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If you live in Kansas City, Missouri, chances are your wallet just got hit with the impact of last year’s winter storm.
While Kansas Citians haven’t faced widespread power outages this winter, natural gas providers are working to regain profit they lost during Winter Storm Uri in February 2021. The sustained cold temperatures caused demand for energy to skyrocket, and heating bills followed suit.
Spire Inc., which provides natural gas in both east and west Missouri, quietly announced price hikes in November to recoup an estimated $110 million in gas costs during the winter storm. The increase was approved by the Missouri Public Service Commission without any objections.
The new rates took effect in December. Customers in Kansas City, which is served by Spire West, saw a 39-cent increase in cost per hundred cubic feet of natural gas. Residents saw bills jump. Bruno Silva’s went from around $90 in December to around $190 in January.
“I’ve never gotten that big of a bill before,” Silva said. “I found out there was going to be a price increase through Reddit, but I didn’t think it was going to be that much.”
How do energy companies decide to increase gas prices?
Spire uses what is called an Actual Cost Adjustment factor to determine rates for the upcoming year. The ACA factor allows the company to track overcollection or undercollection over 12 months and to adjust prices accordingly.
In a year where Spire charged too much, for example, it would issue refunds. In years like 2021, where the company undercollects, it will raise prices.
Spire receives its natural gas from wholesale suppliers, which aren’t beholden to price regulations. Instead, those costs fluctuate based on supply, demand and weather conditions. According to a news release from Spire, approximately 50% to 55% of a customer’s total monthly natural gas bill can be attributed to the wholesale cost the company incurs.
The Kansas Reflector reported natural gas prices rising by 100 to 200 times during the winter storm. Some wholesalers, like BP Energy, have become the subject of price-gouging lawsuits as a result.
In Kansas, the Kansas Corporation Commission approved a settlement agreement detailing how Kansas Gas Service would recover its $366 million in deferred natural gas costs because of Winter Storm Uri. Under the agreement, Kansas Gas Service will use securitized bonds to pay for its losses over time. The cost to customers at this point is unknown, but according to a news release from The Kansas Corporation Commission, it could be anywhere from $5 to $7 per month for five to 10 years.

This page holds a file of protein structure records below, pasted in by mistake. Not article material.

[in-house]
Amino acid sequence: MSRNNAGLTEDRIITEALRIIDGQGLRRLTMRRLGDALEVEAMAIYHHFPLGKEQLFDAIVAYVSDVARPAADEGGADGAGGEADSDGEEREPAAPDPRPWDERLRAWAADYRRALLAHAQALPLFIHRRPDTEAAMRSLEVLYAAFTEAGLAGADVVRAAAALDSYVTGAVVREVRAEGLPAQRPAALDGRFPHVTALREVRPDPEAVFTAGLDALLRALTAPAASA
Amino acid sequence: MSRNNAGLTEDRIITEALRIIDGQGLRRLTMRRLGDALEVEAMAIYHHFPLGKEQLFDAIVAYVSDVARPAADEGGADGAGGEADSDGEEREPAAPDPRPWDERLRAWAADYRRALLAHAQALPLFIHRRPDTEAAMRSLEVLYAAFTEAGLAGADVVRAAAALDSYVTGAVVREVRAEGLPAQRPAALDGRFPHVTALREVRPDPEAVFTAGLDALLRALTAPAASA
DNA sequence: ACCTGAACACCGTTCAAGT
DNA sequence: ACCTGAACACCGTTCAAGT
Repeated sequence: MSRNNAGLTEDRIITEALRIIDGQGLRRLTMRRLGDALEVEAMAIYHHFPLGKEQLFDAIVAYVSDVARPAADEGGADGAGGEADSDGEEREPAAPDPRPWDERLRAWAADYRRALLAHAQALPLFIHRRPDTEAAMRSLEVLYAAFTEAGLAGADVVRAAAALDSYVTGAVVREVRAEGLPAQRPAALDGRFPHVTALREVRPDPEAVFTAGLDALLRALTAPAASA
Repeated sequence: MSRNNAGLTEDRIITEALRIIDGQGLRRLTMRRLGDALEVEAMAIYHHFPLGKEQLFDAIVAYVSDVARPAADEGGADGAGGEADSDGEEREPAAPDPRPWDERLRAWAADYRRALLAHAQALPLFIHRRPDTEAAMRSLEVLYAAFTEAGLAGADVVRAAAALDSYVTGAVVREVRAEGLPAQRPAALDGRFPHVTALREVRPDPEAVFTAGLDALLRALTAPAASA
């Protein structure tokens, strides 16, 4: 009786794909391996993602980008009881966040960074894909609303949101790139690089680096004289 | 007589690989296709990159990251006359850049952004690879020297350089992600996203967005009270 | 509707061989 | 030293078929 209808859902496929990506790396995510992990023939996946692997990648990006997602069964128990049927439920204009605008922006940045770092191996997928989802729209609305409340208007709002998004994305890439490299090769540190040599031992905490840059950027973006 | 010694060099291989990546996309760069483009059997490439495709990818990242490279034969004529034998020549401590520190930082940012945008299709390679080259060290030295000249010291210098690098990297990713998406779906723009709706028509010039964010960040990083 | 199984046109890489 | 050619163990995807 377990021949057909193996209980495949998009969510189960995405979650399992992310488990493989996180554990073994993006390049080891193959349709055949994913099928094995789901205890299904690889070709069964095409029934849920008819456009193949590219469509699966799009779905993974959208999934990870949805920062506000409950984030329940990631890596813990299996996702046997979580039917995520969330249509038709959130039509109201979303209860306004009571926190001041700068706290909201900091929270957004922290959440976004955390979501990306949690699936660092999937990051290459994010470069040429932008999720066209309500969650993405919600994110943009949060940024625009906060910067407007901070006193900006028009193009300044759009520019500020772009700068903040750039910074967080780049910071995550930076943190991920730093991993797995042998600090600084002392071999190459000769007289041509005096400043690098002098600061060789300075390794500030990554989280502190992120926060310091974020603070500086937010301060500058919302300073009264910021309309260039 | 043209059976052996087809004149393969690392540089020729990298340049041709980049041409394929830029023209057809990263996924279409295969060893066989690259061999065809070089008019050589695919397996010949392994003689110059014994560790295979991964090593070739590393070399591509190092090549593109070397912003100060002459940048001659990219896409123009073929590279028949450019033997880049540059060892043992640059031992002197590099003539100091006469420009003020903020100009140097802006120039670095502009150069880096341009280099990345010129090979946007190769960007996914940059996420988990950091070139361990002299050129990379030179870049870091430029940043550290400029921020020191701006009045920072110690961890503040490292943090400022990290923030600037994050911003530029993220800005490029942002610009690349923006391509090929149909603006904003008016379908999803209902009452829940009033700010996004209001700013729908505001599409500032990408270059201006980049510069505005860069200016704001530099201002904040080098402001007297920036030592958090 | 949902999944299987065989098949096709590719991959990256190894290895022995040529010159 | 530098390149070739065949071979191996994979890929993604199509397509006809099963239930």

What can I do if my gas bill has recently increased?
If you’re struggling to pay your heating bill, there are several assistance options available.
Spire may provide assistance to people on a fixed income or who have a medical condition. The Low Income Home Energy Assistance Program is a federally funded assistance arm available to Missouri residents, and applications are open now.
If the COVID-19 pandemic has interfered with your ability to pay, there is also federal and state funding available. Kansas City has opened an Emergency Rental Assistance Center, which can help residents apply for aid and connect with other charitable organizations in the community.
Spire also offers a budget billing option for customers who’ve had their accounts for at least a year. Budget billing spreads gas costs evenly over 12 months, based on your past year’s usage, and can help avoid sudden cost spikes.
How long will the increased price on my Kansas City gas bill remain in effect?
Whether the natural gas prices will remain high depends on Spire’s ability to collect the $110 million it lost from the previous year. The company will reevaluate its prices using the ACA factor and will likely announce new rates in November 2022.
While this year’s cost increase was announced online at the end of November and subsequently covered by several media outlets, many customers didn’t know about the change until the new bill landed on their doorstep. Silva said he couldn’t remember receiving a letter from Spire informing him of the change, but admitted it could’ve been lost in the mix of advertisements he receives.
Regardless, Silva said, it would have been helpful for the company to put a more concerted effort into warning customers so they could plan ahead.
“I get their point, that their own costs have increased, and I understand they’re feeling this financial pressure,” Silva said. “At the same time, natural gas, which translates to heating, is a necessity, not a luxury.”
Disclosure: The Beacon’s Hilary Becker is on the board of Mid America Assistance Coalition, the organization that runs the Low Income Home Energy Assistance Program in the Kansas City region. She was not involved in this story.
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